As you are rapidly settling in to 2015, now nearly a quarter of the way through, you are probably thinking “how can this year be better than the last?” And by “better,” you doubtlessly mean “more profitable,” right?
That’s the nature of growth, and it’s exactly how you should be looking at your business, regardless of industry.To help you achieve the universal entrepreneurial aspiration of increased income, we’ve put together a list of nine tips to help you get paid. Note that this is not nine tips to sell; these are pointers to help you get paid, whether you sell goods or provide services. After all, there are plenty of resources for growing sales out there, already. If you’ve been in business long at all, you know that selling something and getting paid are different ballgames.Here, we’ll focus on the part where you get paid. Let’s go!
#1: Remember to send the bill!
The first tip may seem obvious, but it the milieu of getting the job done, it is all too easy to forget the all-important step of actually sending the bill!
To make billing one tick simpler, try creating invoice templates for each customer. When it is time to send the bill, simply pull out the right invoice template and fill-in the blanks. This also benefits you by saving time (which is always money), on top of providing your customers or clients with a consistent billing experience.
#2: Send reminders
Even the best paying customers sometimes forget to pay you or flat out overlook an email notification. You should plan from the outset to send billing reminders to customers who are seven days, two weeks, one month, two months, and 90 days late – at ever increasing levels of urgency, in terms of wording.
Be nice and, above all else, be professional. You can, of course, automate payment reminders using most modern billing tools, so be sure to check the dashboard of yours to make sure you have access to payment reminder automation. Manually chasing payments is never any fun, and the less you have to do it, the better off you are!
#3: Get paid – early and often
There’s a relatively nascent phrase floating around the entrepreneurial space: “fail early and often.” But that mantra is just bullcrap. Never plan to fail; never accept failure. Nowhere is this truer than when it comes to billing.
If you’re working on a milestone basis, don’t space them preventatively far apart. Consider this: the typical worker is accustomed to getting paid every two weeks or less. That means that, especially if you are a soloprenuer or small business, Net 15 billing is the ideal way to go for freelance/small business invoicing.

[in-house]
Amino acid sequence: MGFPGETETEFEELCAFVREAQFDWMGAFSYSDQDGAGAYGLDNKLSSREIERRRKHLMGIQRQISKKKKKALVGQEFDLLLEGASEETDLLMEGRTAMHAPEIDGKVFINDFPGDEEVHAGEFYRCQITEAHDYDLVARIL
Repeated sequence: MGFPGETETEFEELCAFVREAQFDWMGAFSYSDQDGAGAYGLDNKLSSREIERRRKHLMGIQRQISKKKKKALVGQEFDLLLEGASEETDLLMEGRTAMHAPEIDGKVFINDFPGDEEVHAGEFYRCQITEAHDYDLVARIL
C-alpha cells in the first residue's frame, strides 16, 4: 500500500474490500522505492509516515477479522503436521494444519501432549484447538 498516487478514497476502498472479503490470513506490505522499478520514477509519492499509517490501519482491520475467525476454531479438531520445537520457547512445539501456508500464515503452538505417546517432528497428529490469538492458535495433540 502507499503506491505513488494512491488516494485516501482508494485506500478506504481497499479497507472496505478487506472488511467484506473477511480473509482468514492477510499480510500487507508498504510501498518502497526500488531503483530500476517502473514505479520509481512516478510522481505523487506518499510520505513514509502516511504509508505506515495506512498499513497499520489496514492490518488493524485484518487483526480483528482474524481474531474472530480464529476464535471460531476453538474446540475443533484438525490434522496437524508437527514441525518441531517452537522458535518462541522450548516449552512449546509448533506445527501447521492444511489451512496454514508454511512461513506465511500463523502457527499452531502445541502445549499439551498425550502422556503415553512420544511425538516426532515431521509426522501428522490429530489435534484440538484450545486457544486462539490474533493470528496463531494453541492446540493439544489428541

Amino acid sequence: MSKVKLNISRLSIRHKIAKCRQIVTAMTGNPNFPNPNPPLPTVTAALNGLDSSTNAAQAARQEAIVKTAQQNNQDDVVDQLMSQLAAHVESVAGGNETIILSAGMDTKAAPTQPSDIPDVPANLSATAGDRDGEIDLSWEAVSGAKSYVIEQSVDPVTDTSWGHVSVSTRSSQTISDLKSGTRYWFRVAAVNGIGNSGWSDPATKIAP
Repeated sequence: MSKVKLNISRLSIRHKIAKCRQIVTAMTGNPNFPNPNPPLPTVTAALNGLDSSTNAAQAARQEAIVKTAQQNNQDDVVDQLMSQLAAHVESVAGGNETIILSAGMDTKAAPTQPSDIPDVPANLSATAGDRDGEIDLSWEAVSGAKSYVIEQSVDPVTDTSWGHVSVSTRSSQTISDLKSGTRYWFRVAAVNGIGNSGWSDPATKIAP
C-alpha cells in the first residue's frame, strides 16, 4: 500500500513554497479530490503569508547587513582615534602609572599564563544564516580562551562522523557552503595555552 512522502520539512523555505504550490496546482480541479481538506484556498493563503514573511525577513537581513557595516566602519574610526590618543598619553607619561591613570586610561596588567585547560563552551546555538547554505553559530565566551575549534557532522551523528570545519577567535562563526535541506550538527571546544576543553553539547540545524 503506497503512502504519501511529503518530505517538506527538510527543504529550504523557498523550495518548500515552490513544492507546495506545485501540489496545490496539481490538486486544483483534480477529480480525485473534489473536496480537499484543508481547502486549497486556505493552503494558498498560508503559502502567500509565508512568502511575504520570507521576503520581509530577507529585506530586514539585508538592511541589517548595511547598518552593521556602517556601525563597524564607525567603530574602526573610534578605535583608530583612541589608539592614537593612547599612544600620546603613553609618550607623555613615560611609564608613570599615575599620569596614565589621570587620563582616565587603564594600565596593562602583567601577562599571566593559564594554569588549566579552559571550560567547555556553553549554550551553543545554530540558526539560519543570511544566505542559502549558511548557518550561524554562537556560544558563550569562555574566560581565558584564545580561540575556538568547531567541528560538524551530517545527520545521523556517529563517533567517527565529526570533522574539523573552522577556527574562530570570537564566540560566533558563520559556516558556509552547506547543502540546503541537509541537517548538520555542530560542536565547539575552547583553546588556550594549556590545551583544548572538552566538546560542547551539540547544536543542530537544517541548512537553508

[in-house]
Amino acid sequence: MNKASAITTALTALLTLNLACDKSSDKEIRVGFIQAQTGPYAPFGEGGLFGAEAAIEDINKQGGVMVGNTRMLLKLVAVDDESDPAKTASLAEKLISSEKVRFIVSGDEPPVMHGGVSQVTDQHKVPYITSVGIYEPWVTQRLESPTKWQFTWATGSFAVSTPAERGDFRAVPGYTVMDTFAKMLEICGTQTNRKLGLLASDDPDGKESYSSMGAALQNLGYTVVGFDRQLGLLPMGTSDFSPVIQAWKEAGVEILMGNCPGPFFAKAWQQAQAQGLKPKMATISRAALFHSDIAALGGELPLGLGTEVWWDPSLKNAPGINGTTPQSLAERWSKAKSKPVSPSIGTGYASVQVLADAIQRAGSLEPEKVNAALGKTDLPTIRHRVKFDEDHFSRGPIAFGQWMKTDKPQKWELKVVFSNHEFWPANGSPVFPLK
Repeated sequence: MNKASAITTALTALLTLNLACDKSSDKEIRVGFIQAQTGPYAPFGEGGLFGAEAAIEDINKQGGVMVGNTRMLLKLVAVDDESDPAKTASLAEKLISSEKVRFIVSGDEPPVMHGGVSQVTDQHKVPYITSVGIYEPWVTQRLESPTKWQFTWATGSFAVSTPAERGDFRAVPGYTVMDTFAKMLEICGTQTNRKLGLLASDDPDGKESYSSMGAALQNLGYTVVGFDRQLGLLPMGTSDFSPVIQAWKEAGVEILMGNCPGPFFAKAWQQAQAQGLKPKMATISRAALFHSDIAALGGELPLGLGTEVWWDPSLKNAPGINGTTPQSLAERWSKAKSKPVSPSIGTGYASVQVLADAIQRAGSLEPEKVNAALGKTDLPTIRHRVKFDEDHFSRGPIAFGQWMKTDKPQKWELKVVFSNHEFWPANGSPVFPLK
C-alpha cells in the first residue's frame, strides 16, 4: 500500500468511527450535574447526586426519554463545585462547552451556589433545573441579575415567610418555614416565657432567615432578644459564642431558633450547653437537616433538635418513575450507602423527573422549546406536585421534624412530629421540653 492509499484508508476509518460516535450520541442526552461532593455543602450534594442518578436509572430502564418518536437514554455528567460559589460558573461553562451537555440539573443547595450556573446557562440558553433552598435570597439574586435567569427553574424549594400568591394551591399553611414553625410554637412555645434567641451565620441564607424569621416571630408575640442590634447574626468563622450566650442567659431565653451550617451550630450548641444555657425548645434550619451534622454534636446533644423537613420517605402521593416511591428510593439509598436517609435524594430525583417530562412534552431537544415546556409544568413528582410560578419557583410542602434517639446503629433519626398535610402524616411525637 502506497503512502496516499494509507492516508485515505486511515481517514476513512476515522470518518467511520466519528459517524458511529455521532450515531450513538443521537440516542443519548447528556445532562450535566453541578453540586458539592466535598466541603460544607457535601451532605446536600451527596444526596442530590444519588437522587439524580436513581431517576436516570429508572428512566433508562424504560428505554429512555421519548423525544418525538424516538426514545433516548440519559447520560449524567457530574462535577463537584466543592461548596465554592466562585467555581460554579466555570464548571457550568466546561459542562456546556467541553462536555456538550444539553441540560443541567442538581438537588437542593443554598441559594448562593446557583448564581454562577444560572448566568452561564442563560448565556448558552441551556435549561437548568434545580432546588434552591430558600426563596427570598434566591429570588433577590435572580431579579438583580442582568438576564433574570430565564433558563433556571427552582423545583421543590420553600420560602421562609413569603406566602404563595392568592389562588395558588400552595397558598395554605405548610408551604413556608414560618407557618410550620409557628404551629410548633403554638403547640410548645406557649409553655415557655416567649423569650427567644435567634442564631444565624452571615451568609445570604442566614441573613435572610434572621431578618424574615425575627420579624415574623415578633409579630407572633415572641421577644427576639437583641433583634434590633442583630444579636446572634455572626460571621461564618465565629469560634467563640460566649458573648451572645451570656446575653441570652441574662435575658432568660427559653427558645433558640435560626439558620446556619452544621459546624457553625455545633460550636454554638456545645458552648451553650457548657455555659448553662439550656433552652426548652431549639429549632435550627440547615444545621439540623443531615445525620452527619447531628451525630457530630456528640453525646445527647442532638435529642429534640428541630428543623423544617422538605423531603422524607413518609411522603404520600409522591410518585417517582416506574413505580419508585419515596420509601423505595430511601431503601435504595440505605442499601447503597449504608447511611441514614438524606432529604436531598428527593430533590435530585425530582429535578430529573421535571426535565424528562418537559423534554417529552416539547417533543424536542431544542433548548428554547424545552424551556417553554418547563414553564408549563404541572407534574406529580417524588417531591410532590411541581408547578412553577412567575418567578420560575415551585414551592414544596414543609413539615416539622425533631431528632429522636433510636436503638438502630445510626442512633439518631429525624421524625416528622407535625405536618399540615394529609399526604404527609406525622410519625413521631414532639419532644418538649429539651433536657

#4: Kill your ego
Done some work? Feel proud of it? Great! But there’s still no room to let your ego temper you actions. Simply put, humility gets you paid faster than self-aggrandisement. Don’t be afraid to proceed with a humble attitude. Think: “hey, I just noticed that you haven’t paid invoice #001.
“Is there a problem that I can correct so that you will feel confident moving forward?” is a question you should be ready to ask. Rest any and all “blame” upon yourself, even as you politely remind your customer/client that, yes indeed, it is time to pay up!
#5: Make sure you’ve completed the work – well!
On the Web, there’s a bit more ease in business – nothing is quite as “command and control” as it is in the real world. That doesn’t mean that the digital space is no place for meeting expectations. In fact, quite the opposite is true.
The same flexibility that gives you plenty of time to do what you do best. Before you wonder where your payment is, feel free to double-check the work itself. Is there an aspect you could have completed more thoroughly? Fix it! Get it done! Minor errors are easy to hammer-out in the digital realm; make sure a mistake is not what is costing you a paycheck, before you start pressing the panic button!
#6: Words to avoid
If you do have to manually follow up with your customer, don’t make it about “money” or “payments,” expressly. Find a way to emphasise your investment in the project, product, or service. “Is everything up to par?” is the ideal question. “Is there anything I can fix?” Take the pressure off your customer, whilst reminding them to pay their bill.
#7: Highlight ease – and urgency
When you have a customer who has an outstanding invoice, the last thing you want to do is make them mad and cause them to not pay in the process.
Soft language is preferential, as usual. Kill them with kindness, and look for them to pay!
#8: Set goals
When would you like to be paid? Every week? Every month? Every quarter? Each option is perfectly okay in certain situations, depending upon your unique needs. Whichever payment interval you need, set goals around it. Build processes, in turn, around those goals.
The only sure way to fail is to operate without goals; the only way to assure success is to execute your plans. Make sure you have goals in mind when it comes to billing, just as you have them in terms of sales.
#9: Know when to walk away
It is admittedly grim, but when a customer or client is severely behind on payments, you need to know when to cease to render services or shipments. Unpaid invoices can sink businesses. Don’t let it happen to yours by politely discontinuing services until invoices are cleared. If it takes more than 90 days, end the working relationship, even if you get paid. Slow payments beyond 90 days are a sure sign of trouble ahead, and it is best simply to cut your losses and move on.
Todd Spear is a journalist with experience in print and digital. He is a senior contributor to Anthill Online, as well as the PandaDoc blog, Not So Freaky University, and GetApp.com, among others.